An assortment of indoor seedlings spend a few minutes outside in the fleeting warm sunshine. (Photo: Alex Testere)

Where I live, here in the Hudson Valley, seed-sowing season is officially kicking off. By the end of April there are still a few weeks until our official last frost date—just enough time to get a head start on indoor growth before transplanting outdoors. This year I’ve finally invested in some hanging grow lights, and outfitted an old wire shelf with them, creating what I hope is a reliable and consistent source of warmth and light for my seedlings. Lettuces, radishes, peas, and poppies (my favorite annuals that love to start with a cold snap) have already been sown outside, and are patiently awaiting their first warm mornings.

The sourcing, though, is half the fun of this transition period. I love to scour seed catalogs for the most eye-catching varieties—three-foot-long serpentine squashes, or white, warty pumpkins bigger than my head—and balance them with some old favorites, like crisp snap peas, or my enduring springtime favorite, French breakfast radishes. To help you get a head start on your own garden plotting, here is a selection of my favorite retailers of produce seeds, including some I’m looking forward to growing this year.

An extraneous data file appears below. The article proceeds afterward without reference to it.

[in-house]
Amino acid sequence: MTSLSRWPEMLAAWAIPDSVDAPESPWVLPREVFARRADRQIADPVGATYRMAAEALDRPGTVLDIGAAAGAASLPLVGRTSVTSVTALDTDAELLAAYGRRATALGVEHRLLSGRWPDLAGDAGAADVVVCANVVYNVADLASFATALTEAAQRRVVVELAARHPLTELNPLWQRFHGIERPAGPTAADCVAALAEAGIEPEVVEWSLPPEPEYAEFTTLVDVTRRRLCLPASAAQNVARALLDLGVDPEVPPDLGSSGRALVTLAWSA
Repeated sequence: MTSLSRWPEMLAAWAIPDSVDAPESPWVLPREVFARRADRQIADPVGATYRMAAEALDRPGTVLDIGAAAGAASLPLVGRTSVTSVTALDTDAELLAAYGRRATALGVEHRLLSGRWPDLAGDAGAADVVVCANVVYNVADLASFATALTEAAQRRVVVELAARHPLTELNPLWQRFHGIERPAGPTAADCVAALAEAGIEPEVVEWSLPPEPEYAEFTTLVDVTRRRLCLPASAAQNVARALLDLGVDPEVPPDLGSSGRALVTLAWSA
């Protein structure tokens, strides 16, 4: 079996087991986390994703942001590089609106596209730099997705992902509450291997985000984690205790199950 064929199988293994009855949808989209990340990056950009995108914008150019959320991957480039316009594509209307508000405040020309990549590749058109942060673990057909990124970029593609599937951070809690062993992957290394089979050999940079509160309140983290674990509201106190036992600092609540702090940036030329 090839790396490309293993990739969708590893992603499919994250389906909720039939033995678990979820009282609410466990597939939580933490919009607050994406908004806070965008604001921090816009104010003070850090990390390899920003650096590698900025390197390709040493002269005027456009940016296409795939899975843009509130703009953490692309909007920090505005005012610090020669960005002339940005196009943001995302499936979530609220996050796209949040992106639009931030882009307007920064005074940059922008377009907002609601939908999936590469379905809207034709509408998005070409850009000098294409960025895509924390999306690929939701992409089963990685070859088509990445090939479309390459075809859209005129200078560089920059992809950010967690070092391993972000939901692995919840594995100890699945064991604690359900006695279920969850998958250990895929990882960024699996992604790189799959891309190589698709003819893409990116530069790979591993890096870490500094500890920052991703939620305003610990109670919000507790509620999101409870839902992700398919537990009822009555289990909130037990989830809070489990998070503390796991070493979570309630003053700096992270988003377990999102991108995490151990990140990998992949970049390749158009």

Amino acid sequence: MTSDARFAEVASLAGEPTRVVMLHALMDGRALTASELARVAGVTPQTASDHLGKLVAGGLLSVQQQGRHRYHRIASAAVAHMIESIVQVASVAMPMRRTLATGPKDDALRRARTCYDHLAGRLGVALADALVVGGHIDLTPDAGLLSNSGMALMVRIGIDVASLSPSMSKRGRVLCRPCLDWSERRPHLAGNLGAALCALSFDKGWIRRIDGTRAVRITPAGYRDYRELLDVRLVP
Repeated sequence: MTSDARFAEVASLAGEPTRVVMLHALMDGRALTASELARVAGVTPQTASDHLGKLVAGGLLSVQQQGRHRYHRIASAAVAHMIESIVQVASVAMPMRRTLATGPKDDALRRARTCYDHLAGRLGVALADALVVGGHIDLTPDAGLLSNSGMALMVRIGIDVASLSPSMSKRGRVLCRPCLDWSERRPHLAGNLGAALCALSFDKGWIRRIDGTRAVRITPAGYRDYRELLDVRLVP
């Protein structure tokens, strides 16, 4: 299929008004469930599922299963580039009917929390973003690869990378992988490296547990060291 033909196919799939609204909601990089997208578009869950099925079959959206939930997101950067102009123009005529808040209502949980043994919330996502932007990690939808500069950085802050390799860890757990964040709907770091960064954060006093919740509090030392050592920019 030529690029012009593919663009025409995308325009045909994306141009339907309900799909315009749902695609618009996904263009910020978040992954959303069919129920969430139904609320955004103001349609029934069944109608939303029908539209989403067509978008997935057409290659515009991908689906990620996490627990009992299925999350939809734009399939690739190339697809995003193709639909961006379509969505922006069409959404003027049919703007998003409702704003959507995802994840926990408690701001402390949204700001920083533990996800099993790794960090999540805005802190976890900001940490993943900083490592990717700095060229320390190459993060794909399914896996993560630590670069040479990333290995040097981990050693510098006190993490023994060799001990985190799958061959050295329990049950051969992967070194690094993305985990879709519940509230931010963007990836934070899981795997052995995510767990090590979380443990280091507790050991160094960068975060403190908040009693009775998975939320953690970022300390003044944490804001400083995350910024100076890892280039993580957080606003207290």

Maybe I’m biased based on where I live, but Hudson Valley Seed Company is the first place I turn each winter when I start thinking about planting the garden. The quality is top-notch, and every year they sponsor a series of artists to create original art for several of their seed packs, which come to feel like collectors’ items. 

A cooperatively owned business based in Maine, Fedco prioritizes transparency in the sourcing for all their seeds, as well as paying it forward. Fedco shares a portion of their proceeds on seeds of Wabanaki provenance (the Indigenous group native to the region) with a local cultural organization called Nibezun, and for seeds that originated in Africa (or are part of historically Black foodways), they share the proceeds with the Northeast Farmers of Color Land Trust, which helps farmers of color to purchase their own farms. 

Cofounded by Blue Hill chef Dan Barber, it’s no surprise to find Row 7’s seeds place an emphasis on exceptional flavor. Whether it’s a purple snow pea that keeps its color after cooking, or a smaller, sweeter cousin to the butternut squash, these new produce varieties—organically developed in collaboration with breeders, chefs, and farmers—are destined to become the heirlooms of tomorrow. 

Baker Creek has grown into a huge operation since they started in 1998, but they’ve retained their commitment to quality heirloom seeds—and they’ve got about 1,000 varieties. Pro tip: Sign up for their free seed catalog, which is one of the greatest pieces of mail you’ll receive all year. 

Truelove carries an astonishing selection of heirloom varieties from around the world—including many from Southeast Asia and throughout the African diaspora—with a demonstrated commitment to food sovereignty and community farming. Fifty percent of each seed purchase goes back to the farmer who grew them, with farmers encouraged to grow and share varieties that express the story of their ancestry or community. 


Photo: Heami Lee • Food Styling: Jessie YuChen